Ian had a peculiar effect on people. Everyone wanted to be with him and they competed for his time and attention. He had the final word on any subject, not because he was arrogant or self-opinionated, but because he usually saw more than others. He had an affect of making people see some beauty in oneself, but Ian was a public figure. “A legend in his own neighbourhood”, some would jokingly say of his rejection of fame in the past. He was accused by many of arrogance, but they all liked him and in them one could only see the criticism came from envy and competitiveness.

This is not to say the man was saintly. The reverse was true. His behaviour and emotions were there to be seen and judged. This is what set him apart and made him an exemplar. It’s not that his conduct was impeccable, simply that it was honest. I reflected on this as my association with him developed, and I considered how I hid my feelings. If I wanted to be with someone I was too reserved to say so directly. When Ian loved someone, everyone new, thought about it, had an opinion on it and became part of what Ian was doing.

On one occasion, Bryan found Ian in bed with Kerri, an intelligent and sensual model with whom he had been sleeping. There was a fist fight in the hallway, an exceptional circumstance in itself to see someone actually confront Ian. If there were to be anyone to do so, only Bryan had the personal power. As the dissension continued over the next few days it became apparent that Ian was the aggrieved party, incensed with Bryan who had found the lovers and taken Ian=s son over to witness it.

Ian’s obvious sexual peregrinations continued and in the midst of it all Stephanie kept a fine home, fed endless guests and cared thoroughly for her children through those times. Her love for Ian was great and somehow hinged on the growth that she experienced by being with him. It was not without pain for both of them, and all of us who knew them shared in their relationship because of the nature of Ian’s honesty and Stephanie’s loyalty. I often compared Ian to other people I knew. When they had relationships they were clandestine, sneaky and if uncovered, fraught with guilt and endless recriminations. Here on the other hand was a man who showed his feelings, paid for them at the time and therefore did not live a fantasy.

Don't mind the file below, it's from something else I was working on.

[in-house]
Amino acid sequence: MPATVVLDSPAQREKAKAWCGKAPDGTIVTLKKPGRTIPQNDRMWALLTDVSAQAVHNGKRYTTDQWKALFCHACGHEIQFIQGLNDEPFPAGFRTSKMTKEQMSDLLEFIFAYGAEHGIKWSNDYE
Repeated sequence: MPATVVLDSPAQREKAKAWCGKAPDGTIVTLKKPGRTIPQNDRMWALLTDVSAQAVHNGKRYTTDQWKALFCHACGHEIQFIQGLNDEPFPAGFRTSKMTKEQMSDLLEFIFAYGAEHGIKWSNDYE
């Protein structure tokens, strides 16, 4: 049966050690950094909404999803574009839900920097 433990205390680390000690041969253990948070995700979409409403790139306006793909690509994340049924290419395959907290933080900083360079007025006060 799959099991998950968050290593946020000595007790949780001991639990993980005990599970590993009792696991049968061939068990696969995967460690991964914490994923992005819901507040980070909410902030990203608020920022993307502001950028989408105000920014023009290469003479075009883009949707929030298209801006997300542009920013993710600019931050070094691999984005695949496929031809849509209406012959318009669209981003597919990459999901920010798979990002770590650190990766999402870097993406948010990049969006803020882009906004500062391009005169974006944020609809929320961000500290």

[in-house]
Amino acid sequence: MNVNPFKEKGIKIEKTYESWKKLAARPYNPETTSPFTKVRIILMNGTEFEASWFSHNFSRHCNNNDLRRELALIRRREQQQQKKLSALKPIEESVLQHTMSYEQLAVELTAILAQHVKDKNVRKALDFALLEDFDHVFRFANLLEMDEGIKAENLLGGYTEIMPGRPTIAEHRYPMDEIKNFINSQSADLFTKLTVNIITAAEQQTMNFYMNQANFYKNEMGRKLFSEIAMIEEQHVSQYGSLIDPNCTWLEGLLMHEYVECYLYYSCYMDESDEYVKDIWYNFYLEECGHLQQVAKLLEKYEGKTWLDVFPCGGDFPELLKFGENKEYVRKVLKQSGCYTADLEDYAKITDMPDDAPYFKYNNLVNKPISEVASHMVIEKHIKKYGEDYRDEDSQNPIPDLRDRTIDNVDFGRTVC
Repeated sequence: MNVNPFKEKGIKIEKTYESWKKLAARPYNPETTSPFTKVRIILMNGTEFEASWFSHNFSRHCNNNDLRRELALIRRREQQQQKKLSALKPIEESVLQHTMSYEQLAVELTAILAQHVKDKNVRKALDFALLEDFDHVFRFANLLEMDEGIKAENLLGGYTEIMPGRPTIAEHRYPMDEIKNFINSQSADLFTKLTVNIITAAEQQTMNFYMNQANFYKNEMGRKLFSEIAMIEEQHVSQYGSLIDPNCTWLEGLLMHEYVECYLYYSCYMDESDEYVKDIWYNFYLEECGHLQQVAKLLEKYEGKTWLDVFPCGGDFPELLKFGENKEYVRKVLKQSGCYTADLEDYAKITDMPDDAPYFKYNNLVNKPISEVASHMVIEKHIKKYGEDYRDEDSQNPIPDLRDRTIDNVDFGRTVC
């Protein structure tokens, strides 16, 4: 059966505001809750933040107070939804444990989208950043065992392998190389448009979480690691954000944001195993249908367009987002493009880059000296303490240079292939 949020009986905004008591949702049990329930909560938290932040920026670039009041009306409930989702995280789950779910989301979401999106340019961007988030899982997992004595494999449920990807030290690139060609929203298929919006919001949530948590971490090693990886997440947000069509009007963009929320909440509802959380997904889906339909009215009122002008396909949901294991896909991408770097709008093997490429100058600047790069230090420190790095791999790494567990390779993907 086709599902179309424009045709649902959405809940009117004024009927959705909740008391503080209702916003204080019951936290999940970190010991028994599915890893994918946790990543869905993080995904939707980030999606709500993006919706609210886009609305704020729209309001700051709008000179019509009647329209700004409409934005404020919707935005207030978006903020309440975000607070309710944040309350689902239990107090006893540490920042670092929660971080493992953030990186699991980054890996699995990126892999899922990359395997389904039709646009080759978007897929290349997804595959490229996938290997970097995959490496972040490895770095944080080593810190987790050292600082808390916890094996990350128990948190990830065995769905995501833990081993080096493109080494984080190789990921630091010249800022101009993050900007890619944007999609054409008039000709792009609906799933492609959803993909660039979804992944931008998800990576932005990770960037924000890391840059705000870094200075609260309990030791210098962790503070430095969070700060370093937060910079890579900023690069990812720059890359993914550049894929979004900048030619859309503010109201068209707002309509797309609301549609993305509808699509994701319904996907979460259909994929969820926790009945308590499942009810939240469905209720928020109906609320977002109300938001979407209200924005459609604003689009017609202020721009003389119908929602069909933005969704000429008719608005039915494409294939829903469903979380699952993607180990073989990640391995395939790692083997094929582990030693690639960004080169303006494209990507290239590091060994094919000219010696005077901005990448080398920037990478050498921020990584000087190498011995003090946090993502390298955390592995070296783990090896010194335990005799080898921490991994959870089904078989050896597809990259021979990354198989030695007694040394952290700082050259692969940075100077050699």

Notwithstanding his faults, proud for all to see, there was the remarkable compassion of the man. In artistic circles, I learnt it is almost everything to be fashionable, but the approach to that varied with the people involved. To most, fashion involved rejecting certain of the outer members of the people who associated in the house. Turning away when that person was talking, and subtle means of ignoring a being, would be practiced by the pretenders to fashion. Ian was in his own right, “fashion”, and yet, would open his door to the most wayward and forlorn souls. Their words and intentions he would favour with equal time to the “more important people”. I remember going with him one day down to a single-mens’ hostel on William Street. We went in to visit an old friend of Ian’s called Norm (Roue). Norm, Ian said, was a great slide guitar player but he lost his way and ended up living like a derelict. Ian loved Norm and you could see Norm felt the same way about Ian. Norm sat there with the blacks of his pupils wide and the cigarette stains on his fingers talking gently. This was one of the many “uncool” people Ian took lovingly under his arm.